Before we begin, can we all just pause a second and admit that “Catzilla” is an awesome name for a cat? (Post more ideas in the comments!)
Anyway, I heard this story on Car Talk. I was re-listening to old podcasts when I heard this story about a lost kitty with a happy ending, and I just knew I should share it. The episode was entitled “Catzilla’s Great Adventure”. (The exact time slot was from 10:50 to 16:00 minutes.)
In it, 3 cat stories are told. I’ll summarize one here, but you should go to the Car Talk podcast section on NPR.com (http://www.npr.org/podcasts/510208/car-talk) if you want to hear the whole thing.
In the episode, Jane from St. Louis called in with a cat-meets-car problem. Her story went something like this: When her cat, named Catzilla, ran away from home, she and her family were heartbroken. They couldn’t find her, even after they’d tried everything.
Then, two months later, a man telephoned Jane and told her that Catzilla was at his place. Catzilla had always been there, but the man hadn’t known who owned her until he saw a “Missing” ad on the internet.
The man lived 7 miles away from Jane, across 2 highways. Jane was shocked. What a trek for a cat!
“Guess she wanted to get away from you guys!” Ray roared with laughter, as did everyone.
Once the laughing stopped, Jane continued with the story, relating how they went to the man’s house, identified Catzilla, and took her home.
Yet the mystery remained: how had Catzilla gotten so far from home?
Well, Jane did have one clue. The man’s house was near the school that Jane drove her son to.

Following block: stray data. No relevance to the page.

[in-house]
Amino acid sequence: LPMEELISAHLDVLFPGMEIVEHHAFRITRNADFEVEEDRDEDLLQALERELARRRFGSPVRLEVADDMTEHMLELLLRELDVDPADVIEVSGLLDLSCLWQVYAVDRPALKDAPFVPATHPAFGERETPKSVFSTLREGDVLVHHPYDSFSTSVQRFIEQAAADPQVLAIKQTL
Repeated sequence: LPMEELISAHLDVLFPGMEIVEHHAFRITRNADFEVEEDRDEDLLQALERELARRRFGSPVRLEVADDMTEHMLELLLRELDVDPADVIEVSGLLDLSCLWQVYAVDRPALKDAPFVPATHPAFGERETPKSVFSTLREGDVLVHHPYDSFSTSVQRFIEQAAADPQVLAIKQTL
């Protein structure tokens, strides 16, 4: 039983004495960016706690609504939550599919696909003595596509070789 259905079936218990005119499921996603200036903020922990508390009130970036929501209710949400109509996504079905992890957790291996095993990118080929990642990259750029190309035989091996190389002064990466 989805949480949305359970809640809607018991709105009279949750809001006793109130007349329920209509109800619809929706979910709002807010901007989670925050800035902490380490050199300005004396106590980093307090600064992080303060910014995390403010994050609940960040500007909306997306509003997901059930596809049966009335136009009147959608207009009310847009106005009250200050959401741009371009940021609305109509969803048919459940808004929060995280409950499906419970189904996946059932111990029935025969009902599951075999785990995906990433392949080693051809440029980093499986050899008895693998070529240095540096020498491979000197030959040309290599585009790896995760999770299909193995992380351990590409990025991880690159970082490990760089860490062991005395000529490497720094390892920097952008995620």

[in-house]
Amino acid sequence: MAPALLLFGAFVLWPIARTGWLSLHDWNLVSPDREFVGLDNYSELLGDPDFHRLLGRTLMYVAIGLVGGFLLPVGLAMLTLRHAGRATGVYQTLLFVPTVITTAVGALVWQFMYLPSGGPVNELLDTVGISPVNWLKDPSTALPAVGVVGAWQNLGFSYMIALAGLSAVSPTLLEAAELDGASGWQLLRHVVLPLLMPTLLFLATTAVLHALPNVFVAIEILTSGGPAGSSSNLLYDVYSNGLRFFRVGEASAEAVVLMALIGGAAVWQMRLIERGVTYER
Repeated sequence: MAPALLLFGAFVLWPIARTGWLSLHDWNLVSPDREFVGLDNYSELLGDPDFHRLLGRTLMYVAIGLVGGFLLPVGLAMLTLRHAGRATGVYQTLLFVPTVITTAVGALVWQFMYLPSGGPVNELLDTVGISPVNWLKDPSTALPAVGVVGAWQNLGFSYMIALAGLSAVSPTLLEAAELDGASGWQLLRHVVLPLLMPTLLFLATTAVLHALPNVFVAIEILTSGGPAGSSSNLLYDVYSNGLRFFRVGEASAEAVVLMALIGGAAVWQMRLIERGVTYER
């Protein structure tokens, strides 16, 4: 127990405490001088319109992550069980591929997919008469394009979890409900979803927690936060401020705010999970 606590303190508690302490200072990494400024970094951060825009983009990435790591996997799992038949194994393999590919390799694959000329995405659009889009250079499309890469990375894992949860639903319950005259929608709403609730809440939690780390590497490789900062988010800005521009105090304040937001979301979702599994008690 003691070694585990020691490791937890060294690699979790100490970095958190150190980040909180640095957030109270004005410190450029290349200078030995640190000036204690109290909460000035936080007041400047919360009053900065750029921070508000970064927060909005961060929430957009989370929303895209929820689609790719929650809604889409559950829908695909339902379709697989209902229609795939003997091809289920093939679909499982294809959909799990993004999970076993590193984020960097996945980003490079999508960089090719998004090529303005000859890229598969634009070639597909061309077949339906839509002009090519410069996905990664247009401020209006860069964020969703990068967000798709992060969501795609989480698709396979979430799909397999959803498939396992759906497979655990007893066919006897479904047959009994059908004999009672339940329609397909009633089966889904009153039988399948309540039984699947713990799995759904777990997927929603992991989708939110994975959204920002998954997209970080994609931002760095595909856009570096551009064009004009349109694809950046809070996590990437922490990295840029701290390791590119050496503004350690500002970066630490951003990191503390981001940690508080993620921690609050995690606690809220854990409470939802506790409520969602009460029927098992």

Was it possible that Catzilla had climbed inside the car and rode to school with Jane and her son?
Click and Clack’s short answer was “yes, absolutely”.
Being Click and Clack, however, they couldn’t just leave it at that. Ray had to relate a personal experience about one time a kitten had crawled under his hood. The story climaxed with a merry chase through a junk yard in the dead of winter. (Check it out here: http://www.cartalk.com/content/1212-catzillas-great-adventure)
Anyway, the moral of the story is: don’t let your cat in your garage. Sometime when your car is warm, your cat is going to crawl up in there. And then the poor, traumatized feline could be stuck under there until you happen to look, maybe days later. That’s what happened to Ray.
Or the cat could get out at your destination, and you’d never see her again. No one wants that.
So although Catzilla’s story ended happily, even hilariously, consider this a cautionary tale.